A year ago, the American Civil Liberties Union printed a palm card detailing what to do if you're stopped by the police. The cards were met with a big yawn from the public.
Today, the New York chapter of the ACLU is hard pressed to keep them in supply. "We're running them off daily," says Norman Siegel, executive director here.
The change is illustrative of a fear that is springing up in the minority community over aggressive police tactics.
Across the country, many cities now operate special police units designed to curb street crime. While authorities believe they have been instrumental in reducing urban violence, civil rights groups argue their actions are often racially motivated - and trample on individual liberties.
In New York, minority fears over police tactics were underscored by the recent shooting of Amadou Diallo, an African immigrant, who was gunned down by members of New York's Special Crime Unit in a hail of 41 bullets. Now the shooting of the unarmed man is focusing a new spotlight on the tactics of elite police units nationwide.
"The problem is that they are targeted at people of color," says Ron Daniels, executive director of the Center for Constitutional Rights.
"Despite the fact they reduce crime, it seems to me that aggressive patrols can become too aggressive," says Mary Powers, executive director of the Chicago-based National Coalition on Police Accountability.
Almost every city has a similar group designed to pull guns off the streets, use decoys to catch criminals, and operate in high-crime neighborhoods. They have a certain esprit de corps: in Hollywood, Fla., they're called the "Raiders." In Charleston, W.Va., they're the "Four Horsemen." New York's unit brags, "We own the night."
The groups have their own tactics. They wear civilian clothes, drive unmarked cars, and frequently stop and frisk teenage blacks. Minority members driving late model cars are routinely stopped, critics say. Bogus arrests - such as loitering charges for people walking down the street - are seen as being so common that young Latino and black males carry pay stubs with them to prove they have employment.
Although there are no national statistics on special crime units, the FBI is investigating several of them over charges of racial bias. The agency is involved in the New York shooting and recently completed an investigation of the special crime unit in Charleston, W. Va.
The units also are attracting lawsuits. In Los Angeles, there are scores of legal complaints that accuse the LAPD's Special Investigation Section - dubbed by community activists the death squad - of reckless behavior. The SIS has had more than 50 gun battles and killed at least 34 suspects over the years. In Hollywood, Fla., a federal jury recently awarded $750,000 to a man after determining that two members of the street crimes unit arrested him without cause in 1996.
But the crime units also get results. In New York, the elite corps is only 4 to 5 percent of the force but makes 18 percent of the arrests. They are responsible for 40 percent of the guns pulled off the streets.
WITHIN the past two years, the city has doubled the size of the unit. "They are worthwhile and have proven themselves and operate in a very dangerous environment," says Bob Louden, a former New York policeman and now head of the Criminal Justice Center at John Jay College here.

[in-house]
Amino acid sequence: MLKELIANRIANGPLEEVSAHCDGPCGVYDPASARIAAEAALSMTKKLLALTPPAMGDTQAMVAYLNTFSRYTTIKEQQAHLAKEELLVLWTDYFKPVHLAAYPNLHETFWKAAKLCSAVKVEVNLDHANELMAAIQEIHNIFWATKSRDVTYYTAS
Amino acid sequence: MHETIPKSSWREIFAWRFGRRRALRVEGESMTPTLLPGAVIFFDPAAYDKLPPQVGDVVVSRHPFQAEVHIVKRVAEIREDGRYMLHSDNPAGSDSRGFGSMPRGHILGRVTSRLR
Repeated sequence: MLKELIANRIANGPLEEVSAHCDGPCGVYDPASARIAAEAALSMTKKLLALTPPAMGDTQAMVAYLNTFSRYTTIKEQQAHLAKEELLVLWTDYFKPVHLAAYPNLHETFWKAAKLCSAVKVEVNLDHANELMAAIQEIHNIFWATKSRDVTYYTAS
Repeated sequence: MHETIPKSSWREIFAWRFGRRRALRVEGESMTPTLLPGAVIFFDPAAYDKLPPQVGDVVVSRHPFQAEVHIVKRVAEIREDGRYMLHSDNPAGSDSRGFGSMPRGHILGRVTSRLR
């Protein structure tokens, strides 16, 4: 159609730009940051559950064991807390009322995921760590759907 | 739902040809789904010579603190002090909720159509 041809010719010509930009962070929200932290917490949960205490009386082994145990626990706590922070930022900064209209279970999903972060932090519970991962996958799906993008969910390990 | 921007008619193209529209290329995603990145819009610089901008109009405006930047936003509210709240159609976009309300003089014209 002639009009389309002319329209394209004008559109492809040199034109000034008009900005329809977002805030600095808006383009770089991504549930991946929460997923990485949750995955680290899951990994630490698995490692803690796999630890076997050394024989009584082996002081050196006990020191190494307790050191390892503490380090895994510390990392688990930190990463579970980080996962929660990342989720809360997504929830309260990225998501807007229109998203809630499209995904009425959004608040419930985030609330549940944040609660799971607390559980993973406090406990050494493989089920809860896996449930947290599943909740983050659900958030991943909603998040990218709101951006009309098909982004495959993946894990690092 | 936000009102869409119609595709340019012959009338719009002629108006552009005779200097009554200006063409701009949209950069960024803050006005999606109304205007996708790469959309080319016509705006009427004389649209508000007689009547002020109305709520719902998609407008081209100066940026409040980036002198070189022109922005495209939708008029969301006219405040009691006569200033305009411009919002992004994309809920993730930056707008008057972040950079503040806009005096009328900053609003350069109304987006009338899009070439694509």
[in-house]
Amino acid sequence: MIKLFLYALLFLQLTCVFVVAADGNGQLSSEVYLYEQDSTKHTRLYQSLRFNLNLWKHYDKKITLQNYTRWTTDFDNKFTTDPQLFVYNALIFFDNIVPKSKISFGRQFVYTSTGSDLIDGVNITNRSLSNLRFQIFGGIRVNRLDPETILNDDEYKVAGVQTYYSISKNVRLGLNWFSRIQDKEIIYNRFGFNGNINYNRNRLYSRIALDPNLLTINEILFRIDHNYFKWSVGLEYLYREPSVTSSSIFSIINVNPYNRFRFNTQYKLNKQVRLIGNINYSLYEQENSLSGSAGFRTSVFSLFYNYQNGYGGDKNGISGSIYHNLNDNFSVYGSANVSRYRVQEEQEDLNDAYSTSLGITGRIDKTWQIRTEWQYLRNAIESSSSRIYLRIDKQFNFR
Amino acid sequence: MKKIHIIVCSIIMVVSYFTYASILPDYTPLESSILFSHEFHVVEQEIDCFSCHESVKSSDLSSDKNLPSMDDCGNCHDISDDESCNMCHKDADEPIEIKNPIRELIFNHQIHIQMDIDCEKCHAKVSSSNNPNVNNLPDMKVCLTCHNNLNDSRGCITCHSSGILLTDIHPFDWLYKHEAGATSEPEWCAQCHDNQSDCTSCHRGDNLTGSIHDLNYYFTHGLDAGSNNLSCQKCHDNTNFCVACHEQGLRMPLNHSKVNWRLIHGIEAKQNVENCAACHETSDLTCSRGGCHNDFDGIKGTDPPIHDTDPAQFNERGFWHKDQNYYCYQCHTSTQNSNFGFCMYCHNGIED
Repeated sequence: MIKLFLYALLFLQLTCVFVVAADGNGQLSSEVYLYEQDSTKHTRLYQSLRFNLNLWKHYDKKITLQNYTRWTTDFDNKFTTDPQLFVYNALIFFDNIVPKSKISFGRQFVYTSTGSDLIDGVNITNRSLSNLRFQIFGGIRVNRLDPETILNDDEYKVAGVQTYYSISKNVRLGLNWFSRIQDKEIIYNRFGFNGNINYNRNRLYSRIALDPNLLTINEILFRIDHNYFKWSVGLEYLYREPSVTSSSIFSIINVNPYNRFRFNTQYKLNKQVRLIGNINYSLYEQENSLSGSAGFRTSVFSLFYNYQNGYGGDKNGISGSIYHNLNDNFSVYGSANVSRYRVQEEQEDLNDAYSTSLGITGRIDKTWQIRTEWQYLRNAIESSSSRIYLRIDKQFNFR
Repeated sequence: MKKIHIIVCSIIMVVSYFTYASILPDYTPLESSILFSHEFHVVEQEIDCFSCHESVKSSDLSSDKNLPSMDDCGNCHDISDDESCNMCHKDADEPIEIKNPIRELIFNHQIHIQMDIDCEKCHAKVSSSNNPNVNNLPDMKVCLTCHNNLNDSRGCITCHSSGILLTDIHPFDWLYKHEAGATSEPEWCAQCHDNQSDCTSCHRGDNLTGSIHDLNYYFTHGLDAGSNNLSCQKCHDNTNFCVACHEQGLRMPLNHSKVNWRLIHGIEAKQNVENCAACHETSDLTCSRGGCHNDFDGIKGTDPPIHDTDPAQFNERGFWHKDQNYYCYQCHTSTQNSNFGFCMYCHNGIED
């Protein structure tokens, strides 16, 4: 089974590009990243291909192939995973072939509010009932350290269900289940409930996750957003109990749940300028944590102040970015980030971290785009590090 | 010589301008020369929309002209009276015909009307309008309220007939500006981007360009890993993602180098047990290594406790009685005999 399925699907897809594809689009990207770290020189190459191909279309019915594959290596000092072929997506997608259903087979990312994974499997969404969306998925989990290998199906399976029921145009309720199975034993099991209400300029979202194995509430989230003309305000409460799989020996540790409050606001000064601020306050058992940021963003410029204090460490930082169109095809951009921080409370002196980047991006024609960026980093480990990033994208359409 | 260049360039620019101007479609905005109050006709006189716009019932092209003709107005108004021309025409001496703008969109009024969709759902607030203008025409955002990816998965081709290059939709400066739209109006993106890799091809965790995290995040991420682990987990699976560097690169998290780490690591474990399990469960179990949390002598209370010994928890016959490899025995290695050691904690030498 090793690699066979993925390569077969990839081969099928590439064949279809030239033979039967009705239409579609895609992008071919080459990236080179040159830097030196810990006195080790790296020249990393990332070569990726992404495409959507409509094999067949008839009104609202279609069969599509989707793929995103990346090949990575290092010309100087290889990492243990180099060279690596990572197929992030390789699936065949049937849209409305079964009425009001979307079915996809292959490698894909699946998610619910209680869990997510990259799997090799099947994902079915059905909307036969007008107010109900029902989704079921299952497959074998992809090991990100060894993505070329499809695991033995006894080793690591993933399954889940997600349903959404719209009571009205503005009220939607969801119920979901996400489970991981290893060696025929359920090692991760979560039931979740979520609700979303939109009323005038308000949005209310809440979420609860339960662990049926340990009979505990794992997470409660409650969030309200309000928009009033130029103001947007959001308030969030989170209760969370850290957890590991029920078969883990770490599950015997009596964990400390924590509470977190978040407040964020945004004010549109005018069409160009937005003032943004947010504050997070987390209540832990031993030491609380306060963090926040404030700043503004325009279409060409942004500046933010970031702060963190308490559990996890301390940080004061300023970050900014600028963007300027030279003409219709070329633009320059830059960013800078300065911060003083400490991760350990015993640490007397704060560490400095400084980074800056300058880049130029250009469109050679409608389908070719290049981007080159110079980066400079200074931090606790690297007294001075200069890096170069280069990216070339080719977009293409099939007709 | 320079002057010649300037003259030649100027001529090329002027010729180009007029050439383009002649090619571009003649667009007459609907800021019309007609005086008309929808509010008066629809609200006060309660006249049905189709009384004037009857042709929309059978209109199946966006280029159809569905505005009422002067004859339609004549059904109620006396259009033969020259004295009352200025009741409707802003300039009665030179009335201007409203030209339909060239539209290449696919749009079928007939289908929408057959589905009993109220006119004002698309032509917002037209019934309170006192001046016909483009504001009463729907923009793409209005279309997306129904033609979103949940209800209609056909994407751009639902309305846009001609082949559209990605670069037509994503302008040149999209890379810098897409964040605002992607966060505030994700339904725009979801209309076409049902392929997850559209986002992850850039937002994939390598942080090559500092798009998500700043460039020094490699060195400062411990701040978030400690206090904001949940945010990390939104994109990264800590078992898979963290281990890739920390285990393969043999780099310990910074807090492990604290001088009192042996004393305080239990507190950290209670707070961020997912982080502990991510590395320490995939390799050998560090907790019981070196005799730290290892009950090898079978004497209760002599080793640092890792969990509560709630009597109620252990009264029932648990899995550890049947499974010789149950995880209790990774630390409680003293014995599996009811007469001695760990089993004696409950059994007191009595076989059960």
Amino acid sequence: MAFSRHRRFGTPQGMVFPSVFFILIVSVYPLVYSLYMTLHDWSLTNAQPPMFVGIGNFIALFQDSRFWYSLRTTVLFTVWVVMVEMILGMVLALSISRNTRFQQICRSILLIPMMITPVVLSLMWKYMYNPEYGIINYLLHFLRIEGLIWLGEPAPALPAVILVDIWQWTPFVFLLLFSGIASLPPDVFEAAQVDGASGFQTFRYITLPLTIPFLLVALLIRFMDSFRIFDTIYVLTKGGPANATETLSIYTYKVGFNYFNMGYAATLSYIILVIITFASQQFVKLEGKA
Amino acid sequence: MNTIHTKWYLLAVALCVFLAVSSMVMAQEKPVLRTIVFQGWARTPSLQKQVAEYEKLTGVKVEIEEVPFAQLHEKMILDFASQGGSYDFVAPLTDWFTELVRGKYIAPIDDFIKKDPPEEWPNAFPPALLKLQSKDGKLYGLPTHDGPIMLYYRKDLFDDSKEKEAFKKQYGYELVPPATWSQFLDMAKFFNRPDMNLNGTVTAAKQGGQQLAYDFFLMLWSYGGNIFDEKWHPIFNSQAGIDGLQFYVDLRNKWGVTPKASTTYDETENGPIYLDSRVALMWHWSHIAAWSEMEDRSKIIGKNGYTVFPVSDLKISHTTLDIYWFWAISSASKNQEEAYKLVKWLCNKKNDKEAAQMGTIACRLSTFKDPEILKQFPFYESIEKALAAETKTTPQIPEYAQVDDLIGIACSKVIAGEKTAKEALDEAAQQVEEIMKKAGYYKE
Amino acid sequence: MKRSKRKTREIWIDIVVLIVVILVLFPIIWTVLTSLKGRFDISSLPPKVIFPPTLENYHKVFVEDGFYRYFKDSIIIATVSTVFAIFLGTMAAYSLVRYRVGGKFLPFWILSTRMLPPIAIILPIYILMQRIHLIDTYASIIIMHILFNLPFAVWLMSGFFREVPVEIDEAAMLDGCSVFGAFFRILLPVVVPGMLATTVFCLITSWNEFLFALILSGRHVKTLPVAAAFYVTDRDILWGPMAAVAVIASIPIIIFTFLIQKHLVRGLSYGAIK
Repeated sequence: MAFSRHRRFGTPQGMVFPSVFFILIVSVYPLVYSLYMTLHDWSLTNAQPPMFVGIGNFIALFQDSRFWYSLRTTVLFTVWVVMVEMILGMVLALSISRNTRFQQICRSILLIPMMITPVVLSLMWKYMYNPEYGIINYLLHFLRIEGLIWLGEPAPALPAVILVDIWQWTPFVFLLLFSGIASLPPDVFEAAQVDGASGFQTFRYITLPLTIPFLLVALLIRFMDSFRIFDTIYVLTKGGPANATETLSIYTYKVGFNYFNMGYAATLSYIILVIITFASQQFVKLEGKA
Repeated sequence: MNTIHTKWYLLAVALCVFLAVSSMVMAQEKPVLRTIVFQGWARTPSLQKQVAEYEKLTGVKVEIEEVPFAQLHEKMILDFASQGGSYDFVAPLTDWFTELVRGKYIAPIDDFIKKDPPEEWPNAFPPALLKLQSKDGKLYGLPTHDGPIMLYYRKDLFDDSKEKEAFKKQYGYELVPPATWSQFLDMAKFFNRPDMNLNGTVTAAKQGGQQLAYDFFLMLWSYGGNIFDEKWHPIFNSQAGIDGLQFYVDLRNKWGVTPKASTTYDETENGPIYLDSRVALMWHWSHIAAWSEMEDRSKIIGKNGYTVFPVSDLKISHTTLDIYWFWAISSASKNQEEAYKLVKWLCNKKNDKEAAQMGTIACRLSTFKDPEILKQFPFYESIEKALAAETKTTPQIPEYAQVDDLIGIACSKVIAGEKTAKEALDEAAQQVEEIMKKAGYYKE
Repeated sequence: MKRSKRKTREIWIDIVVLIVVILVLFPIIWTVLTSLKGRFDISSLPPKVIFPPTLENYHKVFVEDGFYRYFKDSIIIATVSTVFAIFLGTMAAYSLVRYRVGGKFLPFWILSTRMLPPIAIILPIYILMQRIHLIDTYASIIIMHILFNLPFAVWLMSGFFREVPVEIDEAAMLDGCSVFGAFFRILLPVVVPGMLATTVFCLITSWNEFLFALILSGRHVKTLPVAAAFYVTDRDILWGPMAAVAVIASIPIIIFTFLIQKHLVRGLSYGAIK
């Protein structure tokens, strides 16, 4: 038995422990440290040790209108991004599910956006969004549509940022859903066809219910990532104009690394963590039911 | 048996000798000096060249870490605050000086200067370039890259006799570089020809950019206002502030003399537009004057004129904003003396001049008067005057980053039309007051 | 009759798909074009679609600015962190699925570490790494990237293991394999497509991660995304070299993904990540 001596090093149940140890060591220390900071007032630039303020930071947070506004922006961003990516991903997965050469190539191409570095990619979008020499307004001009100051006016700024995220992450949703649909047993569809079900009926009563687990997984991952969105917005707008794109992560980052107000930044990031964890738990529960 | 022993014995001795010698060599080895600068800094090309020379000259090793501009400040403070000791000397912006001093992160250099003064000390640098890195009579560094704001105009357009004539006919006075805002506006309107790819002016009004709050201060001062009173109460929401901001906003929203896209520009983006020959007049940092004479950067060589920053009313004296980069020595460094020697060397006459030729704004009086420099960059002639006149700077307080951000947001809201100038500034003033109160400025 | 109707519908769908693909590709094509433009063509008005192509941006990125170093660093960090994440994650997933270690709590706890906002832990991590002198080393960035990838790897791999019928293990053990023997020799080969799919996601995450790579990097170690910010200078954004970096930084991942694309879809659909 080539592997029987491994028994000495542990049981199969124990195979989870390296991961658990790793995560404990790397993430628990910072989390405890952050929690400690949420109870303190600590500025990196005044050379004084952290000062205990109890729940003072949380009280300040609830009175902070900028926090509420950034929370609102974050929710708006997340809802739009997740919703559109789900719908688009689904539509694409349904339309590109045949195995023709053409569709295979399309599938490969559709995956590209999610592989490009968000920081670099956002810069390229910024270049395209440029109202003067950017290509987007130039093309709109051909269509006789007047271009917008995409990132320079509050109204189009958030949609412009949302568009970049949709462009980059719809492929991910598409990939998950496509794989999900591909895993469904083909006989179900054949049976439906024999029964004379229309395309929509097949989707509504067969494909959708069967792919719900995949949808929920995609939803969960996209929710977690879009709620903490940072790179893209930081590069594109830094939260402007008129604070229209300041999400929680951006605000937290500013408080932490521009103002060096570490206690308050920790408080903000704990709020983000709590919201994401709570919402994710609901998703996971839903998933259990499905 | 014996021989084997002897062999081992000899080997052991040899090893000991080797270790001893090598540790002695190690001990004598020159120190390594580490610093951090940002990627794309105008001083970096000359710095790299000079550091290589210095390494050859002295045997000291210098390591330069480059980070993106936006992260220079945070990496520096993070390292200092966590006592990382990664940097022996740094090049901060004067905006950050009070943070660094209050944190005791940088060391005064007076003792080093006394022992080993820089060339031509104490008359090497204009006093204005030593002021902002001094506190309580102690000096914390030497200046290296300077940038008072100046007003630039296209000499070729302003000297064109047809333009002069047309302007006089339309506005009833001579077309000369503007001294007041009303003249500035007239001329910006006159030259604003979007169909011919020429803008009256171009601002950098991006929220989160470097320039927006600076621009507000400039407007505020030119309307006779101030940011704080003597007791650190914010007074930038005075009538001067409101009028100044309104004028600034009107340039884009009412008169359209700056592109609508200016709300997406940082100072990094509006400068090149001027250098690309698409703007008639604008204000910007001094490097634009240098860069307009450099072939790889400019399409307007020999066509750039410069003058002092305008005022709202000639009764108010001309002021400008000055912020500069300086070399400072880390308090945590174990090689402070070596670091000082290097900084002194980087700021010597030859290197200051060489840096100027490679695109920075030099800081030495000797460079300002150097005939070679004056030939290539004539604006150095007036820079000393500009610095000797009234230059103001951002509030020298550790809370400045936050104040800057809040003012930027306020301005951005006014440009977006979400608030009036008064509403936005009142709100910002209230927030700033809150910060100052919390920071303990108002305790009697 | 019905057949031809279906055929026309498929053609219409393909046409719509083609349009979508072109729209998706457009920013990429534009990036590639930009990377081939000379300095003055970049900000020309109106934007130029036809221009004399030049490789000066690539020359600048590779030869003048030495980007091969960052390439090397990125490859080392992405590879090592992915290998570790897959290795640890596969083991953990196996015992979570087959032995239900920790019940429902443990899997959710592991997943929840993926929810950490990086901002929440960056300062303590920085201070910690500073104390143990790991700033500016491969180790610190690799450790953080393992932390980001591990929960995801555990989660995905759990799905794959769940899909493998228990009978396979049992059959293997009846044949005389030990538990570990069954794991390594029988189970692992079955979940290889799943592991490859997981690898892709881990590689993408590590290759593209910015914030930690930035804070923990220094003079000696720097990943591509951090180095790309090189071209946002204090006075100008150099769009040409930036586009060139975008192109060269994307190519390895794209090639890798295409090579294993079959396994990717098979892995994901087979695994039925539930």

There is no question that working in the units is dangerous. One policewoman, who worked as a decoy in New York, was called "muggable Mary" for the hundreds of times she was victimized in the line of duty. The mortality rate among these officers is also high. "You can't do the job more than a few years," says James Fyfe, a criminologist at Temple University.
Civil libertarians don't dispute the need for aggressive police work. "We want the police to go after the bad guys and use force when needed," says William Schulz, executive director of Amnesty International, USA. He believes 95 percent of the police do a respectable job. "But I think a certain percentage are either out of control or inadequately trained or supervised."
The biggest complaint is the way special unit officers work in minority communities. In Charleston, for example, prosecutor Bill Forbes recently wrote that some of the incidents involved the "most invidious racial discrimination that I have seen during my 10 years as prosecuting attorney."
Mr. Forbes detailed an incident where the special crime unit arrested a man for drug dealing. The cops' reason for stopping him: "three black guys in a Lexus."
Next month, US Department of Justice lawyers plan to visit Charleston, says Hiliary Chiz, head of the ACLU of West Virginia. She calls the problem "pervasive."
Police Chief Jerry Riffe disagrees, noting there have been no injuries so far and the unit has taken hundreds of guns off the streets. "If it's true, what the DA [district attorney] says, I want to stop it," he says. "But I don't believe it: They should get some kind of reward instead."
One of the problems, say critics, is that many of the units are composed of too many white officers. In New York, for example, minority members of the special unit represent only 10 percent of the group compared to 30 percent of the entire police force.
The men who shot Mr. Diallo were all white and were on the lookout for a serial rapist who looked somewhat like the immigrant from Guinea. It's still not clear what happened that night because the district attorney has yet to interview the officers involved in the incident.
If the Diallo incident was unique, Mr. Siegel says it would not stir up so much emotion. But he notes that the special crime unit has stopped and frisked 45,000 individuals in making 10,000 arrests. "So 78 percent of the time, they make no arrests," he says. That's why the ACLU is giving out its cards on what to do when people are stopped by the police.